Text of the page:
The return of Challenge Anneka is another sign that we are eager to get back to basics.


When you think about it, Anneka Rice was a woman who was decades ahead of her time. In the late ’80s, women on television were still required to wear meters of orange blush, bright lipstick, and hairstyles that seemed to be trying to communicate with Mars.

These smiling women were allowed to cover themselves with cars, and that’s basically it. Sitting behind a news desk was considered great feminist progress. Miss World was still mostly the swimsuit round and Alexis and Krystle’s fight in Dynasty It was just good, clean and fun.

And then in 1989 came Anneka Challengea television series derived from a segment on Children in needwhere Rice, fully clothed, sporty, and keen on permanence, ran, literally, across the country, fresh-faced, often ankle-deep in mud, putting the world in order.

She also knows that it was good. “She really changed the face of television in a lot of ways,” she said in a recent interview.

Anneka Challenge It was where the country’s 10-year-olds learned about the orphan crisis in Romania when Rice and her team renovated a dilapidated orphanage in Siret, and about the importance of equine therapy for disabled children when some disused stables in Buxton were turned into a specialized riding center. .

And now she is back. Forty years after she first appeared on TV Treasure huntThen in Anneka ChallengeRice will be on Channel 5 with four new hour-long episodes of the latest makeover show later this year.

Rice’s challenges always had to be completed within a certain amount of time and what made this show truly groundbreaking (at least it would be today) was that they sometimes failed. There was none of the bogus bogus danger of most modern programs because there was a genuine risk that they wouldn’t do it. There was none of Supernanny’s deeply suspicious happily ever after or even my all-time favourite. queer eye. I’m sorry, but no makeover program can have a platinum hit rate and while we’ve always known we’re being scammed, are we starting to get tired of it?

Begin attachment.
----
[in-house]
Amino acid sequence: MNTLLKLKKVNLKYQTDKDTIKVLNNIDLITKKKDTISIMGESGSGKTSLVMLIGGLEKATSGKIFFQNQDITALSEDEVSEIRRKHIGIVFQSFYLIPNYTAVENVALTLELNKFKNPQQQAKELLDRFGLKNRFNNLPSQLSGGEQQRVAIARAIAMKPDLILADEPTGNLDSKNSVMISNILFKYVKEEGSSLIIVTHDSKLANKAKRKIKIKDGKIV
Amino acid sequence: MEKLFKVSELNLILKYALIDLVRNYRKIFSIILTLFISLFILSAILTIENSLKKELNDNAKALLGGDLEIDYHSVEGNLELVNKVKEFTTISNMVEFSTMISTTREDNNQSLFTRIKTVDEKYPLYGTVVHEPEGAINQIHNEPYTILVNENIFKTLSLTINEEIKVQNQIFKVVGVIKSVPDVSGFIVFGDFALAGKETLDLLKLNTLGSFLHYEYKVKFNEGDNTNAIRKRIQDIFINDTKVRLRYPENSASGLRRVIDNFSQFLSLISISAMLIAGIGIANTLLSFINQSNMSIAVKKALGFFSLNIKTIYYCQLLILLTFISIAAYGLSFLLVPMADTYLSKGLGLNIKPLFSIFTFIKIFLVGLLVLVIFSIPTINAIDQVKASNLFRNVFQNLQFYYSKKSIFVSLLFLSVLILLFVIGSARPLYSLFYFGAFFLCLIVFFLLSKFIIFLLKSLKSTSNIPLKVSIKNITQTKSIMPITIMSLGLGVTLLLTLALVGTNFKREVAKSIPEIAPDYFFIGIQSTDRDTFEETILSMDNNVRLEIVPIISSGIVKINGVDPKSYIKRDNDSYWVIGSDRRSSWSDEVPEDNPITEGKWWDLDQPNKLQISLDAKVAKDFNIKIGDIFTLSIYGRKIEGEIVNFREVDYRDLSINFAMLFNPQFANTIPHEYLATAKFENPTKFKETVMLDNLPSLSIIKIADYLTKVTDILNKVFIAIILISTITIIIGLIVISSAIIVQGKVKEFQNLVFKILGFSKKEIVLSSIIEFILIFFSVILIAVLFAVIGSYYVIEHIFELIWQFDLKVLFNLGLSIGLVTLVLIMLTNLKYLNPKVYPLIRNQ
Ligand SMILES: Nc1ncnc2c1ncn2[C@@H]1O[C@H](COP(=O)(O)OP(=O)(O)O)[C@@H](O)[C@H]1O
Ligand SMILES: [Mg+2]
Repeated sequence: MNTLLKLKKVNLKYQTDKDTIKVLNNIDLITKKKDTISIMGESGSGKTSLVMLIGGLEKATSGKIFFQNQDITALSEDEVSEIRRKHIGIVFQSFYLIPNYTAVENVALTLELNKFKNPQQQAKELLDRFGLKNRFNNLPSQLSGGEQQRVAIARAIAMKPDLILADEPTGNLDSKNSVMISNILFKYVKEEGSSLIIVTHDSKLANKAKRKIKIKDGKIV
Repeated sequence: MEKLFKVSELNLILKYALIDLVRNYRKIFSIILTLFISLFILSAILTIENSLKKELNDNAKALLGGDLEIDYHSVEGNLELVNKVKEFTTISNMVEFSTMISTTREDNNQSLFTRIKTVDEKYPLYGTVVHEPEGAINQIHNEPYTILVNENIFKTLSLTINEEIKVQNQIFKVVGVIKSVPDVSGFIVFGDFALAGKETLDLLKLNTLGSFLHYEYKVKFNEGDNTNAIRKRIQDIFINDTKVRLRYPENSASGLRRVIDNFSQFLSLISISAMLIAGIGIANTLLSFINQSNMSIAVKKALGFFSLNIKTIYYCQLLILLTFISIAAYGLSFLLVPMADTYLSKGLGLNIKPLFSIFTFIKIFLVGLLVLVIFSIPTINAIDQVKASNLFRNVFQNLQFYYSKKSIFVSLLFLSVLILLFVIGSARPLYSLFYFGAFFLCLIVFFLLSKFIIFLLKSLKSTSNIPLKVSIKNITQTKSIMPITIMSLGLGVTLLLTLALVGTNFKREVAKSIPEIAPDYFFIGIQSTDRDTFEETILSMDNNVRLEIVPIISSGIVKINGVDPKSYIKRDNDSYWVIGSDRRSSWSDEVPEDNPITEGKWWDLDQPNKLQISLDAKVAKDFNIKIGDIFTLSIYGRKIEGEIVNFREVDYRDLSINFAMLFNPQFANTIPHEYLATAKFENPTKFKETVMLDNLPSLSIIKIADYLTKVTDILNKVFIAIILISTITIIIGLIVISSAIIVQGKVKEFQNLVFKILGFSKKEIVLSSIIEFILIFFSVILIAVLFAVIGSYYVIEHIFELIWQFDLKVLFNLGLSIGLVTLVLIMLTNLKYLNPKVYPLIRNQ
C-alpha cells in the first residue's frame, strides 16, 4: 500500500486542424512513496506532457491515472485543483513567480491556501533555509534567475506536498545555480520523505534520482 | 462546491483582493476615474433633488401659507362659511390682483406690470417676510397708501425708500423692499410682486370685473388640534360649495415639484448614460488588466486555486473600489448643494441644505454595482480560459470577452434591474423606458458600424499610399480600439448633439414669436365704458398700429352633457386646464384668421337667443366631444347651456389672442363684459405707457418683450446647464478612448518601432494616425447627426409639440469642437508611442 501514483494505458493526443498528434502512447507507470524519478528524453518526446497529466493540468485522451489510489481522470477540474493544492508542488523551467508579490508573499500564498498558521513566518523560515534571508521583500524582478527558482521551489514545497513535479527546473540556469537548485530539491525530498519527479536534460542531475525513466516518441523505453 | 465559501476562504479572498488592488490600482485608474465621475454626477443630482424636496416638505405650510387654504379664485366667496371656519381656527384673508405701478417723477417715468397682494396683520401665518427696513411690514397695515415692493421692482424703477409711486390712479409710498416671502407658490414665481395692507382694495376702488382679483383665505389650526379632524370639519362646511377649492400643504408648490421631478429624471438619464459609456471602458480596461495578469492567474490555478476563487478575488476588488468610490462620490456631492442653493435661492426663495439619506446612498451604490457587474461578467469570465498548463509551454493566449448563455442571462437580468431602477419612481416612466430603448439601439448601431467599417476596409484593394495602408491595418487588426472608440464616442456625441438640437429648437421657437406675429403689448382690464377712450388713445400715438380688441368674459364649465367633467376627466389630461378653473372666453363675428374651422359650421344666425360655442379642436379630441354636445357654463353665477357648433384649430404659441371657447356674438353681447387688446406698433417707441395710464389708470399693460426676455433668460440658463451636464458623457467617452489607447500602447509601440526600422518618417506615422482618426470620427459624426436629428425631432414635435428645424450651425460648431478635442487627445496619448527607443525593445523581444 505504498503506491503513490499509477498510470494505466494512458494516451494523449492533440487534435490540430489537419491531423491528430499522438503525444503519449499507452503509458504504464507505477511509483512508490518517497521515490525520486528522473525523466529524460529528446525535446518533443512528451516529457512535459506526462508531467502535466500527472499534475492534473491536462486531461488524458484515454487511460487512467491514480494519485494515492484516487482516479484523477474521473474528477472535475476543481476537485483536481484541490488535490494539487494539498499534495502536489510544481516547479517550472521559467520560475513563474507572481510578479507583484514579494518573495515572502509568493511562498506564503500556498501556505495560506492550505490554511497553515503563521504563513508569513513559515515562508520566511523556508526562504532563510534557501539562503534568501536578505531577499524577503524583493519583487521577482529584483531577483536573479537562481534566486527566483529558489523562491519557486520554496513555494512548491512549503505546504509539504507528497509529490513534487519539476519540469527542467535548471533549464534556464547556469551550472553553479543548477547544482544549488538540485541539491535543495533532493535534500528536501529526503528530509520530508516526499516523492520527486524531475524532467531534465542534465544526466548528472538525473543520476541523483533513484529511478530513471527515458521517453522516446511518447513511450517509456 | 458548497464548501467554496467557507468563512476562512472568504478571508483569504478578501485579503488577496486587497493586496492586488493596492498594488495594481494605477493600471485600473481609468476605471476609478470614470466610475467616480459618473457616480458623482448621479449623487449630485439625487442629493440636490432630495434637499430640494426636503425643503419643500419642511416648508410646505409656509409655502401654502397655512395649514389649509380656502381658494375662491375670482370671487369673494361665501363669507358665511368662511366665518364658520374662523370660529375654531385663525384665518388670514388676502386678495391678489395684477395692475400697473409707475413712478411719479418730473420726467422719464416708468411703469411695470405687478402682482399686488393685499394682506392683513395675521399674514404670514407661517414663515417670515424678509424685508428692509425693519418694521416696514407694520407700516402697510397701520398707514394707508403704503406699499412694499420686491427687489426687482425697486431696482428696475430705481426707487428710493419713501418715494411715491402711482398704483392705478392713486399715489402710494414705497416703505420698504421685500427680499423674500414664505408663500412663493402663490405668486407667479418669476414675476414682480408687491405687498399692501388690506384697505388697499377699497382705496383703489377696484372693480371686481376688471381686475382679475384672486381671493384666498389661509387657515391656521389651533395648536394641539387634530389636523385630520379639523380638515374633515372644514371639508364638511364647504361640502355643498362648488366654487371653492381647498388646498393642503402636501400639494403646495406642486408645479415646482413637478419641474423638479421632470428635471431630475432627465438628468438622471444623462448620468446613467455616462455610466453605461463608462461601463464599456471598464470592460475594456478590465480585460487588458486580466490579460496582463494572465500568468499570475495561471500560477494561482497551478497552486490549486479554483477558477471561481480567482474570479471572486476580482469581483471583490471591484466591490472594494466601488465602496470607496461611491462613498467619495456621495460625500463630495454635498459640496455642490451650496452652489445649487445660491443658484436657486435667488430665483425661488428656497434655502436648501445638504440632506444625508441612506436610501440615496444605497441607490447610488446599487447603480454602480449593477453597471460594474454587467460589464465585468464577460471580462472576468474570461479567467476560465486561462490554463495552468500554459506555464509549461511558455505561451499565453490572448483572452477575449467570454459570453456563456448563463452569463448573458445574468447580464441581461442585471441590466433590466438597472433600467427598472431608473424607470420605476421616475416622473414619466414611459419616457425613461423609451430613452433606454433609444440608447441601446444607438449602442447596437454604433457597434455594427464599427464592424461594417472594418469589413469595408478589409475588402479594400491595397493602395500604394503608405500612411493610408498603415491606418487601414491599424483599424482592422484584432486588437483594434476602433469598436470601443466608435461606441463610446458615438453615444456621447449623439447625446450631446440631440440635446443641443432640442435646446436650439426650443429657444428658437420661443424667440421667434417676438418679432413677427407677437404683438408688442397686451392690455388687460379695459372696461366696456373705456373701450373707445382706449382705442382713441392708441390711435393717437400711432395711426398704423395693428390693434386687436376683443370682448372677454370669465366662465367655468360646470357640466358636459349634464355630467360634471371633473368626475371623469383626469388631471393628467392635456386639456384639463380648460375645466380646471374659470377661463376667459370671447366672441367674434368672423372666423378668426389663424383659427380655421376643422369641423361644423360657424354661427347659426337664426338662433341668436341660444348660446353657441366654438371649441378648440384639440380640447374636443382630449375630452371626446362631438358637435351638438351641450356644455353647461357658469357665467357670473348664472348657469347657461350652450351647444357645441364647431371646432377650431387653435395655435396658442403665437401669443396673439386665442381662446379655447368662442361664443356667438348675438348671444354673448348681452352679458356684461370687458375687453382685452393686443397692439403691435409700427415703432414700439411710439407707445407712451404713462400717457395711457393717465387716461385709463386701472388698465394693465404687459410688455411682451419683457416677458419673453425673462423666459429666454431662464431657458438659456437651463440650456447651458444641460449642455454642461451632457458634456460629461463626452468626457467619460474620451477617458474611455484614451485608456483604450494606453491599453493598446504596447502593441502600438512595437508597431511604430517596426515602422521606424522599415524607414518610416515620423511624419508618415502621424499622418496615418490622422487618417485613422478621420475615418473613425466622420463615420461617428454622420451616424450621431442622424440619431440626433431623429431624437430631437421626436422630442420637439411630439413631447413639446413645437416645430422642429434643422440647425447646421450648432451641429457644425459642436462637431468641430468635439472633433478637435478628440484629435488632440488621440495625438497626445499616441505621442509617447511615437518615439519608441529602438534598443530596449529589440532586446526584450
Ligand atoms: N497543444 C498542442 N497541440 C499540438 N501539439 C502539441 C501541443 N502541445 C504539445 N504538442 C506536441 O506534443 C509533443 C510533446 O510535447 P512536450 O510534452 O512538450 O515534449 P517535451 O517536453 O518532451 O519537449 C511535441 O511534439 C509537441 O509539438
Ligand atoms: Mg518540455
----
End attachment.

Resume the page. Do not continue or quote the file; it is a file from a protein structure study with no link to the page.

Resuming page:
maybe the reboot Anneka Challenge it will usher in a new phase of real-reality, rather than constructed reality or real-whenever-it-fits-the-format.

After all, Channel 5’s vision for the show is to go back to basics. The announcer, Rice says, “didn’t want to change anything.” He specifically requested the same soundman (Dave Chapman, a breakout star of the show) and the same blue truck they traveled in. Will the jumpsuit be the same, with the neon pink sparkles on the shoulders? Please let it be so. Admit it, all of that would be, counterintuitively, fairly new programming.

This longing for real reality is emerging in other parts of the culture. I have noticed a campaign for a dating app that only works on Thursdays and hosts in-person dating events. One of the mottos of this application is: “I just want to meet someone in a bar.” It’s a rather sad cry from the collective heart of all singles, some of their best years cruelly stolen by the pandemic, fed up with spinning around in fruitless eddies of dating apps.

More generally, IRL events are selling out. If you want to do something this summer, it’s about to be too late to book it. If you want to do something over Christmas 2022, start booking in August. And I’m not kidding.

And it is one of the miracles of the modern age that true rebirth is possible at any age. For Mary Berry, for Julia Roberts (not that she never left) in gas lightfor Kate Winslet in Easttown Marefor Emma Thompson, who is undressing for Good luck to you, Big Leo.63, the same age as Anneka Rice.

Rice was a national treasure before we had national treasures, she was #fitnotthin, physically unafraid, years before the female recruits on the tv series. SAS: Who dares wins and she was altruistic before it was dismissed as “virtue signaling.” She is definitely the woman we need for 2022.


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